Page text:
Paul Cauthen confirms European shows for late August23-04-2019
“I’m a singer not a preacher, but these songs are my sermon,” says Paul Cauthen. “We’re ripping each other apart out there, and forgiveness and mercy are what’s going to get us through. I want to use my voice the best I can to spread that message while I’m here on this Earth.”
Somewhere between an EP and an album, Cauthen’s new seven-track collection, Have Mercy, is a stunning showcase of the pure power of truth and love. Building off the success of My Gospel, the Texas troubadour’s breakout debut, Have Mercy pushes Cauthen’s songwriting to new heights as he searches for common ground and peace of mind in an increasingly polarized world. Fueled by nearly two straight years of personal and artistic growth on the road, the songs reflect a newfound maturity and creative self-assurance. Cauthen’s rich, velvety baritone is still very much the centerpiece here, but it’s the craftsmanship that dazzles more than anything. ‘Have Mercy’ is the work of an artist who’s turned his life over to the music, body and soul, and the rewards for his devotion are undeniably on display throughout the record.
While he’d already earned a reputation as a fierce and fiery frontman from his days in the critically acclaimed band Sons of Fathers, it wasn’t until the 2016 release of My Gospel that Cauthen truly tapped into the full depth of his prodigious talents. Rolling Stone called the album “a triple-barreled blast of Texas country, soul and holy-roller rockabilly delivered by a big-voiced crooner,” while Vice Noisey dubbed it “a somber reminder of how lucky we are to be alive,” and Texas Monthly raved that Cauthen “sound[s] like the Highwaymen all rolled into one: he’s got Willie’s phrasing, Johnny’s haggard quiver, Kristofferson’s knack for storytelling, and Waylon’s baritone.” The album landed on a slew of Best Of lists at the year’s end and earned Cauthen dates with Elle King, Margo Price, Billy Joe Shaver, and Cody Jinks along with festival appearances from Austin City Limits and Pickathon to Stagecoach and Tumbleweed.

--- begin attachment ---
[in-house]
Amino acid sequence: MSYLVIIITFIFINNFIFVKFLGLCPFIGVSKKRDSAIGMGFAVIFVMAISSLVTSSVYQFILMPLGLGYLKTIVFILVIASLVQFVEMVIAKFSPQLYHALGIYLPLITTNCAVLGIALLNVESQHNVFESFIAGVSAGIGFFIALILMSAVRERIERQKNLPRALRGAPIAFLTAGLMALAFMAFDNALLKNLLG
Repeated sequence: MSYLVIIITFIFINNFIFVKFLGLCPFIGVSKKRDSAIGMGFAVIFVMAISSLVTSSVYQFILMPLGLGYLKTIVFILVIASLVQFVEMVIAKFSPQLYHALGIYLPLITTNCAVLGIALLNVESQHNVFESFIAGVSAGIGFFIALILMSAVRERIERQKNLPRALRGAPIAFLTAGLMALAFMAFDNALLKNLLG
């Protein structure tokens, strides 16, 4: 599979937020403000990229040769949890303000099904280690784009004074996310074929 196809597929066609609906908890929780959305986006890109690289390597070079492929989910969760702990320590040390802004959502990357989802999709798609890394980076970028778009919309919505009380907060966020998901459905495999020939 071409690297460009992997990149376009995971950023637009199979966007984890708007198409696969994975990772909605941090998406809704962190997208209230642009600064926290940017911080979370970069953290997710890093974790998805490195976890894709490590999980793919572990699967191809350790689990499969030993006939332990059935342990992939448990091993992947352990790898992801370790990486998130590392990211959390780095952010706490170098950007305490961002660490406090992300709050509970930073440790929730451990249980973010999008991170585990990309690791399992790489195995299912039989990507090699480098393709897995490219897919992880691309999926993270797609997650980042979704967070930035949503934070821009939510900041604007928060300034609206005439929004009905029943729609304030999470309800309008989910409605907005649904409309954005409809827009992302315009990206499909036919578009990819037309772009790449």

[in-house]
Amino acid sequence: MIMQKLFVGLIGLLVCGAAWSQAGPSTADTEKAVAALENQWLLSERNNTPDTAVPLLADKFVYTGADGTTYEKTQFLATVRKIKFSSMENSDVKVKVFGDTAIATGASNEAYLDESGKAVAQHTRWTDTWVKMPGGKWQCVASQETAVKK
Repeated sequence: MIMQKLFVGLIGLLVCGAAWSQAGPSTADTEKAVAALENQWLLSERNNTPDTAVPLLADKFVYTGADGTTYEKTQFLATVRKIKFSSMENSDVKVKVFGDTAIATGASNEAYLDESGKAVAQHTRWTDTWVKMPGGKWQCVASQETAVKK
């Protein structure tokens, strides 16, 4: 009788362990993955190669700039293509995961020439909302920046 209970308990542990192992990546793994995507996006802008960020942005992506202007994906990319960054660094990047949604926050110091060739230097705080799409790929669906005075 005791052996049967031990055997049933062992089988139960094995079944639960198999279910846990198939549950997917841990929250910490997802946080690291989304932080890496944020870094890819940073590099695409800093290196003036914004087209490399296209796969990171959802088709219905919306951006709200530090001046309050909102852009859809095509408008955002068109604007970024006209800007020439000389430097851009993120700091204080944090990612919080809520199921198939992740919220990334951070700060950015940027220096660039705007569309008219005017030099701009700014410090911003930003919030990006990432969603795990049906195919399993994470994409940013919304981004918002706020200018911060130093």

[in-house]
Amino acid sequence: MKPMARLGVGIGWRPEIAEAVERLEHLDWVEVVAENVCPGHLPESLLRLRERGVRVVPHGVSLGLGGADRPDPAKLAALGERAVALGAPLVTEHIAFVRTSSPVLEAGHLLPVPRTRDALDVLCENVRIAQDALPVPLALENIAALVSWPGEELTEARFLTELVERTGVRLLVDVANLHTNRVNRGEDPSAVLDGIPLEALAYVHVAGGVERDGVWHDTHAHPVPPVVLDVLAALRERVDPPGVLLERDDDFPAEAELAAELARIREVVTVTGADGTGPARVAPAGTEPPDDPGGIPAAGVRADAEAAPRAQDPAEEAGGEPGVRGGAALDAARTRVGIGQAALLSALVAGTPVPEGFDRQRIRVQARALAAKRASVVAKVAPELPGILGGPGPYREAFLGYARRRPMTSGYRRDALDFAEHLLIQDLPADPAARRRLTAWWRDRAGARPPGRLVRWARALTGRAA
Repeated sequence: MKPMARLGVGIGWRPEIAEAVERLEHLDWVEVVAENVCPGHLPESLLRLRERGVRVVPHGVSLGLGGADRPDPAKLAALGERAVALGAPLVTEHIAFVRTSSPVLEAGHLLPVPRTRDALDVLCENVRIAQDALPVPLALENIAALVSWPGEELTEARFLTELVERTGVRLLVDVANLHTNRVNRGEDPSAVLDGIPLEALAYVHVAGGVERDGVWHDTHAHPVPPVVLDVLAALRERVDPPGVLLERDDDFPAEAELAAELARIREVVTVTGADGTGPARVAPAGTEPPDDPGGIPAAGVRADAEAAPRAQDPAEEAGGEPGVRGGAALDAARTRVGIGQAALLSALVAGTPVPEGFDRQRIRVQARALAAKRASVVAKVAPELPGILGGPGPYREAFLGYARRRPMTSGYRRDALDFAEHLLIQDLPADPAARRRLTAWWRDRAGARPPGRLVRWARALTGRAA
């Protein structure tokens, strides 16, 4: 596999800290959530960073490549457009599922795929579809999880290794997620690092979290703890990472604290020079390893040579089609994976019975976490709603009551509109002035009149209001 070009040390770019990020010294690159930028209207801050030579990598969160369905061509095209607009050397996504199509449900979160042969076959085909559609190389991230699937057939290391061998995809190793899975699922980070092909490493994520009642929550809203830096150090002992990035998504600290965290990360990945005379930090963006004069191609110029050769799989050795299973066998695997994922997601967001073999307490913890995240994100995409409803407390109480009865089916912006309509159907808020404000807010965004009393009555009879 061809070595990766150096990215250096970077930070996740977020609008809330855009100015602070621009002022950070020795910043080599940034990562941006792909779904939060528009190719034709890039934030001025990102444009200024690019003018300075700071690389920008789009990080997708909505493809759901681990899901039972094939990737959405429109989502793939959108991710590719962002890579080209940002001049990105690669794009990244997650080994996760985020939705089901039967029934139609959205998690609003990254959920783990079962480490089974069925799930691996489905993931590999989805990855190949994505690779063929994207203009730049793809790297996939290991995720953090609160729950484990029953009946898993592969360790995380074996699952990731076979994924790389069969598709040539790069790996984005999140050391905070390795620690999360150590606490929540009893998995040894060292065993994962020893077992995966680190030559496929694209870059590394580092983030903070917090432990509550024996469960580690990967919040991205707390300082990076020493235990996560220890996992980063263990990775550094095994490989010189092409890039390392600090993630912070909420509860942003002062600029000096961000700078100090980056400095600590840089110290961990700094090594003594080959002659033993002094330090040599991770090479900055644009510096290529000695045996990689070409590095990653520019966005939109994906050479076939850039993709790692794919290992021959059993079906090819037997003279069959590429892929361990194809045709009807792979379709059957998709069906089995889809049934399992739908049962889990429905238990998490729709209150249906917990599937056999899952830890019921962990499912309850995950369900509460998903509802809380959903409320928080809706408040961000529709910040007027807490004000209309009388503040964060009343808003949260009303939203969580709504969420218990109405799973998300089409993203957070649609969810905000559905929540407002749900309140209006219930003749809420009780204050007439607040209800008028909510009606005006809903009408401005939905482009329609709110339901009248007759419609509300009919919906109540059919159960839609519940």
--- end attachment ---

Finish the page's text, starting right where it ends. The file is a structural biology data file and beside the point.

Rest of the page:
It was during those relentless months of touring that Cauthen first began to explore the songs that make up Have Mercy.
“A lot of these songs are tunes we’ve been playing live and fans have been asking about for a while,” says Cauthen. “They’re showstoppers when we play them out on the road, and I believe the whole purpose of putting out a record is so that people can have a little bit of that concert experience back at home.”
To that end, Cauthen and producer Beau Bedford recorded the album as live as possible at Modern Electric in Dallas, capturing all the raucous passion of the stage without sacrificing any of the nuance and sophistication the songwriting demanded. Fortified by contributions from The Texas Gentlemen, a 21st century Wrecking Crew of all-star musicians that’s backed everyone from Leon Bridges to Kris Kristofferson, the album is a plea for kindness and grace, both internally and externally. As easy as it is to hear these songs as an appeal for compassion from his fellow man, there are moments when it’s clear that Cauthen is singing as much to himself as anyone else, a reminder that love and forgiveness aren’t just for our brothers and sisters, but also for the faces staring back at us in the mirror.
We're excited to announce a couple of shows in late August for Paul Cauthen:
º w/ Dylan LeBlanc
^ w/ The Cactus Blossoms, Ian Noe, a.o.